Trump Calls Michelle Obama's Democratic National Convention Speech 'Extremely Divisive'


President Donald Trump criticized former First Lady Michelle Obama’s Democratic National Convention speech as he announced his decision to posthumously pardon suffragist Susan B. Anthony.

On Tuesday morning, the president spoke at a White House event for the 100th anniversary of women’s suffrage where he took aim at Obama for her virtual speech.

According to Trump, the speech was taped “a long time ago” because the number of coronavirus-related deaths she cited was lower than the current statistic.

“She was over her head, and frankly, she should’ve made the speech live, which she didn’t do,” Trump said. “She taped it. … It was taped a long time ago because she had the wrong deaths. She didn’t even mention the vice-presidential candidate in the speech.”

The president went on to describe Obama’s speech as “extremely divisive.”

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“She gets these fawning reviews. If you gave a real review it wouldn’t be so fawning,” Trump added. “I thought it was a very divisive speech. Extremely divisive.”

See Trump’s remarks below:

The president’s criticism of Obama comes just hours after her speech aired during the Democratic National Convention on Monday evening. The former first lady scrutinized the Trump administration’s pandemic response and overall leadership.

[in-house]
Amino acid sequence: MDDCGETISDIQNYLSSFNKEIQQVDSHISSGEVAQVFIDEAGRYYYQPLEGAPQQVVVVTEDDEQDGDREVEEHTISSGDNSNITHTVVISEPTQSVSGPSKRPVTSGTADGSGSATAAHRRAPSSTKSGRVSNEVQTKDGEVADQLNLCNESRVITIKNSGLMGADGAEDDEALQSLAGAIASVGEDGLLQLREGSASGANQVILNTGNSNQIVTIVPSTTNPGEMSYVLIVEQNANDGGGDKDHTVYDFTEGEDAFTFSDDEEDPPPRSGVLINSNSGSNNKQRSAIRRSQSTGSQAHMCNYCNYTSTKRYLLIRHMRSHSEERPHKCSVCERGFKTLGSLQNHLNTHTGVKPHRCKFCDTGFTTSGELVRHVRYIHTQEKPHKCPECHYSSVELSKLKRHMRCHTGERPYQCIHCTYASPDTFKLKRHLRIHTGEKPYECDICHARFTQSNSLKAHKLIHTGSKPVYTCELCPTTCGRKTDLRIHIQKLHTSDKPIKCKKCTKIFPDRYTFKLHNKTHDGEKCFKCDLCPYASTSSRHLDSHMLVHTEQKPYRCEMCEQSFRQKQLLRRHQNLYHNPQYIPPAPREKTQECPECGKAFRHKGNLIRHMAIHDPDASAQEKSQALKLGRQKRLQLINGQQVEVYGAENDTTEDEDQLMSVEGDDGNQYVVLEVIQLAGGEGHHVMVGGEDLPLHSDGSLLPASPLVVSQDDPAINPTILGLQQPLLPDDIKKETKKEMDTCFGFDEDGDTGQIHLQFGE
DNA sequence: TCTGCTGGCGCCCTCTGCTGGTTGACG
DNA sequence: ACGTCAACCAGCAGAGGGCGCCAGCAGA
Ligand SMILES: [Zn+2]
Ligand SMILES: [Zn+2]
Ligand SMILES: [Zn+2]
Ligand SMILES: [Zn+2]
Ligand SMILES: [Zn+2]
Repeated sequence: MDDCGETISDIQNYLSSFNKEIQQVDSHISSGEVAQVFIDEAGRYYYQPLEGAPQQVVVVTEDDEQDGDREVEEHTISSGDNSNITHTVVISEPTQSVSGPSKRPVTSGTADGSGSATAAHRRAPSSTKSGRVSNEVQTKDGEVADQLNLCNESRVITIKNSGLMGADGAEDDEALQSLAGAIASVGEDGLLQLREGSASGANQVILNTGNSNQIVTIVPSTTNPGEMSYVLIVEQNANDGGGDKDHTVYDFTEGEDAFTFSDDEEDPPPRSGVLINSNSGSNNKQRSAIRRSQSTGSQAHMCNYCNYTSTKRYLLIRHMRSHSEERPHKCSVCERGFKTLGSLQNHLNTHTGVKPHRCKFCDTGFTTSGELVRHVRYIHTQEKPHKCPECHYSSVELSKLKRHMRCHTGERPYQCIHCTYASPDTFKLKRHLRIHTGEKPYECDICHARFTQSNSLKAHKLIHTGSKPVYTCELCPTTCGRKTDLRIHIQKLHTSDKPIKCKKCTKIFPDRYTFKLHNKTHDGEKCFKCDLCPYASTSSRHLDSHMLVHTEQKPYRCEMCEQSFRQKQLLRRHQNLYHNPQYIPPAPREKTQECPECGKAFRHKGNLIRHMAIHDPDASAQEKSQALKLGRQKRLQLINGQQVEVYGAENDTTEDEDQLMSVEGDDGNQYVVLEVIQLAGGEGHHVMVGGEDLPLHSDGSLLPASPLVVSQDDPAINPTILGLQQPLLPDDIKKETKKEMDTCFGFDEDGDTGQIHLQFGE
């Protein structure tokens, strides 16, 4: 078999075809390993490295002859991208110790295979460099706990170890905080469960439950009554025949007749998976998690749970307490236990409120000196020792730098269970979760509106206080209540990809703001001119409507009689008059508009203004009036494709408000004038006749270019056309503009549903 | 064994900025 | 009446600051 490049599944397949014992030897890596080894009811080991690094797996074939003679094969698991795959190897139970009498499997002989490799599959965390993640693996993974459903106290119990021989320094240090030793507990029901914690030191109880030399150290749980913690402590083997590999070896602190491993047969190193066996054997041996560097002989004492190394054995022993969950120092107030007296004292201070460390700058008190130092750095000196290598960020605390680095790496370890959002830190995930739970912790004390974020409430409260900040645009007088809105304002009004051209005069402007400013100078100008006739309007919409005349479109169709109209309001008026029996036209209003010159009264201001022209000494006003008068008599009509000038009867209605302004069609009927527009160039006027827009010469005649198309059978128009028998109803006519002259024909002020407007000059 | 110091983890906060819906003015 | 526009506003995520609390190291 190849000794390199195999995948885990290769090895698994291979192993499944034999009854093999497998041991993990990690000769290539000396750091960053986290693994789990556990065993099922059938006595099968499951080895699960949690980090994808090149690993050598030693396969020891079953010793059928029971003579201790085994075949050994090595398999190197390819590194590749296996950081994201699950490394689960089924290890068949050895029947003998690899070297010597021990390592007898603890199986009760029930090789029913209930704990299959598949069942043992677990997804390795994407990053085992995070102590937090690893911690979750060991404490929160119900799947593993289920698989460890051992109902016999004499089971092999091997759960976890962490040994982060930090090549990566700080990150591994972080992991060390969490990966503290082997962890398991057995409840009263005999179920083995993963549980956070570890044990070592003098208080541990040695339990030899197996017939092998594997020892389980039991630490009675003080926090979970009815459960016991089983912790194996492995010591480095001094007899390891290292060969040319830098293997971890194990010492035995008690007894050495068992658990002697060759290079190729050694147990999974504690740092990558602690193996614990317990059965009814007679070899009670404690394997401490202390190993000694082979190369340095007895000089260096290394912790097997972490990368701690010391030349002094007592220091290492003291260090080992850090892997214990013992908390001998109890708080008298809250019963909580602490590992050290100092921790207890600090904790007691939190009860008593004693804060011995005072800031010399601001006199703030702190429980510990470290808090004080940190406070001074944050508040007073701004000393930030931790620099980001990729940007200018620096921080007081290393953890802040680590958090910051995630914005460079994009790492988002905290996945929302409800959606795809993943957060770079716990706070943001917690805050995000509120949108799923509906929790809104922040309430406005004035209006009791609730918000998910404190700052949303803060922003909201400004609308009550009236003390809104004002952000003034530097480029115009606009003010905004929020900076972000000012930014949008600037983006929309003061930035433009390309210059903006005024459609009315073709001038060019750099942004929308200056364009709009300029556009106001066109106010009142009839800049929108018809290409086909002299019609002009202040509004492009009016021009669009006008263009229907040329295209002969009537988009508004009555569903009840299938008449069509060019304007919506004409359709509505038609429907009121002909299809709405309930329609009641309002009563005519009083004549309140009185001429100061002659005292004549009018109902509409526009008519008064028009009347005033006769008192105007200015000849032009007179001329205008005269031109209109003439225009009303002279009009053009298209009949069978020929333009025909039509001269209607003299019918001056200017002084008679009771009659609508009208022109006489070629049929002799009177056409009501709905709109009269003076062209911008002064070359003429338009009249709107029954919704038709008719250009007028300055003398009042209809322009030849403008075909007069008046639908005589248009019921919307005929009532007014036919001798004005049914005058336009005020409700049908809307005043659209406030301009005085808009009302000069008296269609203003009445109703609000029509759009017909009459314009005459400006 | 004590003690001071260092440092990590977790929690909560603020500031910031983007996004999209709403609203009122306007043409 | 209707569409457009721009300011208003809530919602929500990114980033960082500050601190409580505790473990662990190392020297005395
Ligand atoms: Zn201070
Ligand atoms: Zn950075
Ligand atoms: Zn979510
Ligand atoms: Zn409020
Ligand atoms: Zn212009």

Trump’s critical remarks of Obama’s speech have resulted in Twitter users pointing out the fact he clarified the COVID-19 death count actually reflects poorly on him.

Viewers noted how alarming it is that more than 20,000 additional Americans have died from the coronavirus within the short time span between last night when Obama’s speech aired and when it was recorded in July.

See the reactions below:

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With the reopening of states over the summer, 40 out of 50 states previously faced significant upticks in coronavirus cases. Subsequently, the death toll has also risen to an average of approximately 939 deaths per day.

As of Tuesday morning, there are more than 5,614,000 confirmed coronavirus cases in the United States. The death toll has now surpassed more than 173,000.

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